Sustainability is not a 'bolt on' and must be core to companies' visions, delegates attending Sustainability Live heard on the first morning of the two-day hybrid event at Tobacco Dock in London.
Urging corporates to be proactive and "go all in" on sustainability, Stuart Broadley, CEO of the Energy Industries Council, said we stand on the cusp of a worldwide economic boom covering all sectors, but particularly involving the renewable energy sector.
"Are you in a position where you can afford to wait or participate?" he said. "Most companies aren't participating globally in these opportunities but with the growth that's coming in almost all markets, why not you? You should see this as an incredible business opportunity, and to make money maybe like we've never seen before."
Despite all the focus on renewables from policy makers and energy companies, Broadley's presentation provided a stark reminder of the dominance of fossil fuels - meaning the energy transition is in evolution rather than revolution. Oil currently hovers around the US$100 market for the first time since 2014.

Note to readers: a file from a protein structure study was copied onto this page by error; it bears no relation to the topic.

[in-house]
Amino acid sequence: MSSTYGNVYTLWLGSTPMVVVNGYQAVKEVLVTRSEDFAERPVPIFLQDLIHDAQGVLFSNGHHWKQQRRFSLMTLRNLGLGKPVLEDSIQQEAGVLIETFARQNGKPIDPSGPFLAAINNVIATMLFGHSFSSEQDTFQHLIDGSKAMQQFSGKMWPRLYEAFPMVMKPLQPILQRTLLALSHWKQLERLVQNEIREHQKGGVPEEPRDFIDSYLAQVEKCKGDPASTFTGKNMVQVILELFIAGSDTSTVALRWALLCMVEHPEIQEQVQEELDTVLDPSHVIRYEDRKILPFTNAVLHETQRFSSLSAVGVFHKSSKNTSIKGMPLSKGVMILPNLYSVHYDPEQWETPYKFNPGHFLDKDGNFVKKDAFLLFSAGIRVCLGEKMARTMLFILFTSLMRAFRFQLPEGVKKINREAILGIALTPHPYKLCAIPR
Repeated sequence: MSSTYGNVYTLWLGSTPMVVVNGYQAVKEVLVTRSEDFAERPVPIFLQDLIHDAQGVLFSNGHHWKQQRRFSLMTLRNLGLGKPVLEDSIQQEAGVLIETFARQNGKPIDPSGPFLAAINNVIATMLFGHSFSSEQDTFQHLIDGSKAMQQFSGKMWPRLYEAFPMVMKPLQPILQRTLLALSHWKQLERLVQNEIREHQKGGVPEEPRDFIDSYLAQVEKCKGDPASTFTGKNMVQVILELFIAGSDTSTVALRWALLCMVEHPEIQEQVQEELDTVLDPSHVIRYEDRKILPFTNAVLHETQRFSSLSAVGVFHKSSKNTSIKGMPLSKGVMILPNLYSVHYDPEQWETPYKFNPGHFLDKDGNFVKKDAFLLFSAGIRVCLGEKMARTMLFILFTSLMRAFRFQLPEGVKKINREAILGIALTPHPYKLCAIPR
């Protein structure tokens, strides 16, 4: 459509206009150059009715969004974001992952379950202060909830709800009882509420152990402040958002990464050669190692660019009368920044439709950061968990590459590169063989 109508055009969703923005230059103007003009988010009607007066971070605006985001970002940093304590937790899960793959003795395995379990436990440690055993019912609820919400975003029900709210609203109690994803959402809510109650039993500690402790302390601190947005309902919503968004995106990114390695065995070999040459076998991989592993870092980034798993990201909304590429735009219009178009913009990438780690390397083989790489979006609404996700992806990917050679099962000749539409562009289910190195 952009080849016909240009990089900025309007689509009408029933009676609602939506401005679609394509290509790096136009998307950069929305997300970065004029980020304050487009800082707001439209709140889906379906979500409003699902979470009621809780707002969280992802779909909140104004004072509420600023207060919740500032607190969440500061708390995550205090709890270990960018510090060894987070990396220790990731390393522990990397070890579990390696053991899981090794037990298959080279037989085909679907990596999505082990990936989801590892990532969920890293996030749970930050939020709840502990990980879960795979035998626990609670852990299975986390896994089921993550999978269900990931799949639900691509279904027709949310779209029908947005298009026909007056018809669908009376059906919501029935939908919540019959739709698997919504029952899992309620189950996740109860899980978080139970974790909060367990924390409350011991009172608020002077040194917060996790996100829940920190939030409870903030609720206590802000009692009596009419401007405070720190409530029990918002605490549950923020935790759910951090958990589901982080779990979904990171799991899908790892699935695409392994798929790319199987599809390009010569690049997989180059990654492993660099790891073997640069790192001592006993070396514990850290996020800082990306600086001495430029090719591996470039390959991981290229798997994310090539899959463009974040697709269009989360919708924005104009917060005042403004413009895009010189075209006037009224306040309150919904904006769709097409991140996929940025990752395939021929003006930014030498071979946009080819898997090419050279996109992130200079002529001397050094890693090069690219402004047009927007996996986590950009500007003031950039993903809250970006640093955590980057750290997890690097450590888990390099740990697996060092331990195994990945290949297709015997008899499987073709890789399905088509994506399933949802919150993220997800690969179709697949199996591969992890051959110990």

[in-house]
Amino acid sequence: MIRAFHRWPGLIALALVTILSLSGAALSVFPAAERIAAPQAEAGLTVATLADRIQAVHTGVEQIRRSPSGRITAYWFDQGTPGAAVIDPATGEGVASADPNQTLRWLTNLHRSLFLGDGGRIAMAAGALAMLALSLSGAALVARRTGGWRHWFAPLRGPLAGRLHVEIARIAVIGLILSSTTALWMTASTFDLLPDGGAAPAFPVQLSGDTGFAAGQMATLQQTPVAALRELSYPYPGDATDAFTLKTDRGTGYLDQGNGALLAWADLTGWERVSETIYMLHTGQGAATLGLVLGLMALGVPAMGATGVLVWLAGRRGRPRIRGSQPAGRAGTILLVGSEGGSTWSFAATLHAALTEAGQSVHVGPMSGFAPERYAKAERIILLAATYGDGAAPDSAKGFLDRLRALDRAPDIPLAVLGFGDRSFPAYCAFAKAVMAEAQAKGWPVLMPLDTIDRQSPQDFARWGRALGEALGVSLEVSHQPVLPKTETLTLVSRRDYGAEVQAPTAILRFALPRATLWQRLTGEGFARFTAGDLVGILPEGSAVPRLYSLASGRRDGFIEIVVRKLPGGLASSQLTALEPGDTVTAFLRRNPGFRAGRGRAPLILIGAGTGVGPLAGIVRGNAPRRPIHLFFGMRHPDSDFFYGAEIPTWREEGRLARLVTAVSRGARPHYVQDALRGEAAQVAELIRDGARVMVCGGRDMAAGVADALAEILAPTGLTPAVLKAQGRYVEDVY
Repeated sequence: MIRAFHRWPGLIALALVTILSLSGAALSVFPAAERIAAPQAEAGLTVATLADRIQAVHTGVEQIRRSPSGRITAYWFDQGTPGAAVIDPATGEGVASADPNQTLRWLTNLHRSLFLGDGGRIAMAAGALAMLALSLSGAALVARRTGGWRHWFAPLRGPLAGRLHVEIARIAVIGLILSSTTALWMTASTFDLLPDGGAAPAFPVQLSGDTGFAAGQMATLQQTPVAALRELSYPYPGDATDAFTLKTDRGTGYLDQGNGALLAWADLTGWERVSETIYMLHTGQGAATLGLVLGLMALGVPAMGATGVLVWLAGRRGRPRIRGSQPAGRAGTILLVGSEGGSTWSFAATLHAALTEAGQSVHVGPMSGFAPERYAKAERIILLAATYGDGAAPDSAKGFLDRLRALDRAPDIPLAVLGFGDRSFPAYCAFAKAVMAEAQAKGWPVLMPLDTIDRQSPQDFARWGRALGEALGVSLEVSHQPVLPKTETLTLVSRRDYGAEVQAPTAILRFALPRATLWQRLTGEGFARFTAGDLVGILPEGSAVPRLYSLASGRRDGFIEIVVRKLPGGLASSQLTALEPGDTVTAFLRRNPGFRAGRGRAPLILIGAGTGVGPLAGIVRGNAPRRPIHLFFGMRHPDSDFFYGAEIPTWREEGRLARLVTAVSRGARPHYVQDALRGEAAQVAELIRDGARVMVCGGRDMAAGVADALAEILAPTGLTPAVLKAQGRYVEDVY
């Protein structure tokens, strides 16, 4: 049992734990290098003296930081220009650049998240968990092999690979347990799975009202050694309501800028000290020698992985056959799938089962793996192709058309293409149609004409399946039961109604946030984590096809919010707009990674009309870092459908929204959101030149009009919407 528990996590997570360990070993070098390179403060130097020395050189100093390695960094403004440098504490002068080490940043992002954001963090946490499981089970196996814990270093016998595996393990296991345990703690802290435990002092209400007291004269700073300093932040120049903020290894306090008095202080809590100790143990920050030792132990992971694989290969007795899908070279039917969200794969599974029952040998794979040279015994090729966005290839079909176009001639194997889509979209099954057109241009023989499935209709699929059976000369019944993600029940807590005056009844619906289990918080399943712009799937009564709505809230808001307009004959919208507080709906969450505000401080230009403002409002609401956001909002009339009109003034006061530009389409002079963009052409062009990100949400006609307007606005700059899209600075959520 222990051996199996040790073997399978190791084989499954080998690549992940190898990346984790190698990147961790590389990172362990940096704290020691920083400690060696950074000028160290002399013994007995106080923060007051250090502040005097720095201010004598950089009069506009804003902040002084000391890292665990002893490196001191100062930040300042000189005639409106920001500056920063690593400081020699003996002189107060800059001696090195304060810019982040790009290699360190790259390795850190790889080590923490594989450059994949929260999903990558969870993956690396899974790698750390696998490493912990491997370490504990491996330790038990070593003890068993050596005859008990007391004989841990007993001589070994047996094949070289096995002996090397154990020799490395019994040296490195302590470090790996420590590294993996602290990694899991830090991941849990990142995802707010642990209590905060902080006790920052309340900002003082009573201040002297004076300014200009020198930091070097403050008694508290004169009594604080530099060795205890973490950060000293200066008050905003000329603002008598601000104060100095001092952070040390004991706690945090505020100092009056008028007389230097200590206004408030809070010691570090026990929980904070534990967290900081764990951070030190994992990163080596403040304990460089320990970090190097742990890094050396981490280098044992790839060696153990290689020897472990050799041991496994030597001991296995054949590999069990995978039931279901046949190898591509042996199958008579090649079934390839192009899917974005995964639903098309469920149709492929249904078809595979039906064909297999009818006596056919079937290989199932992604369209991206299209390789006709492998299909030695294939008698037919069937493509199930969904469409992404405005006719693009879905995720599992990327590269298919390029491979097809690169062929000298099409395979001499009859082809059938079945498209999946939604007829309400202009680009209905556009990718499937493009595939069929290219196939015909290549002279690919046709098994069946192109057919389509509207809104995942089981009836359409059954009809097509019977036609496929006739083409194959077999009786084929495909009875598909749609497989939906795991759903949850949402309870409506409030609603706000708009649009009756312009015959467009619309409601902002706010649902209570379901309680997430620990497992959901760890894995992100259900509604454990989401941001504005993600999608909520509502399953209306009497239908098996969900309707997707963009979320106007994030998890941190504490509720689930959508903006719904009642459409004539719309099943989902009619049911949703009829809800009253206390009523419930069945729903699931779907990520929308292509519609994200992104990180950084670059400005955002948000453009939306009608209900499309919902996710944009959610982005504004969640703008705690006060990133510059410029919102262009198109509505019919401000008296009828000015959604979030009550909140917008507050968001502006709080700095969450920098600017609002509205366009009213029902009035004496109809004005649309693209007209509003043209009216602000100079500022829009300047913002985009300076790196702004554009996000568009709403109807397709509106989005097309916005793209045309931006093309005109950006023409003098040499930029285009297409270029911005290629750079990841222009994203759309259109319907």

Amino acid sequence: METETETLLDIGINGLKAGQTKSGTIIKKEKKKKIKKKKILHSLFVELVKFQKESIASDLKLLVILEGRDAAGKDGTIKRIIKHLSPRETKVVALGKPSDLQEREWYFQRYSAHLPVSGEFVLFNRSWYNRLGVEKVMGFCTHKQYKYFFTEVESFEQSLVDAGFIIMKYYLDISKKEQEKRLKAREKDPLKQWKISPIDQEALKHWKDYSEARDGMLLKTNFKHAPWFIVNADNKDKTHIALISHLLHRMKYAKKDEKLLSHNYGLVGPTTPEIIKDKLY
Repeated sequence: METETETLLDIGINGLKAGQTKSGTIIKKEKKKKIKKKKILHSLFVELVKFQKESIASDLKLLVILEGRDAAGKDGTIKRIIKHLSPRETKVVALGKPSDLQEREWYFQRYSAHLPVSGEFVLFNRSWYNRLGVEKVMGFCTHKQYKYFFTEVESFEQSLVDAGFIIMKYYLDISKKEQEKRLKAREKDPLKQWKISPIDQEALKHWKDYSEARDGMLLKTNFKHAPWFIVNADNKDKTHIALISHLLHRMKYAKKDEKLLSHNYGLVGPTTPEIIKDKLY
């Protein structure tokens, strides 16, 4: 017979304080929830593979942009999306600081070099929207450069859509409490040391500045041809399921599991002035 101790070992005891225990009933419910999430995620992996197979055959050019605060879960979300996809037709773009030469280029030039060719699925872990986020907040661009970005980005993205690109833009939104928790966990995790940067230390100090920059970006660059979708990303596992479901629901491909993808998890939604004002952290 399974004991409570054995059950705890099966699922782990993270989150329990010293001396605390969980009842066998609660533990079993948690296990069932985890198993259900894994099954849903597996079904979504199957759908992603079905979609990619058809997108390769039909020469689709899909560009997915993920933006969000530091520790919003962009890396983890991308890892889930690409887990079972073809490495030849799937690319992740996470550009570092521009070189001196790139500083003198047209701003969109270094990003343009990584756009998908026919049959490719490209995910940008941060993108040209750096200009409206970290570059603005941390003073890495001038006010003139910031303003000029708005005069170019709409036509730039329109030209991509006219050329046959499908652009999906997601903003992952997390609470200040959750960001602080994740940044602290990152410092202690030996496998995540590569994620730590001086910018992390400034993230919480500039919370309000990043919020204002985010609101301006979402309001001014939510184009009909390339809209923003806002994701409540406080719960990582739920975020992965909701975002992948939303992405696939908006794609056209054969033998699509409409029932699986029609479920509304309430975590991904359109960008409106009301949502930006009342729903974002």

"Oil and gas is where the money is, at least for the next five years," he said. "If you're not participating in oil and gas, you're not participating in 60 to 70% of the world's energy market."
He added that oil and gas shouldn't be seen as a 'bad market', rather one that needs to reduce emissions, and where companies can add value.
However the post-COVID environment is seeing renewable changes coming apace. China alone installed 17GW of offshore wind last year while in the UK, Scotwind announced 17 projects just in phase 1. While hydrogen's global development is uneven, Russia, US, northern Europe and Australia are leading the way.
"Hydrogen, up until COVID, was a nothing market - but something happened," he said. "Sustainability isn't an idea - it's real and it's impacting all of us."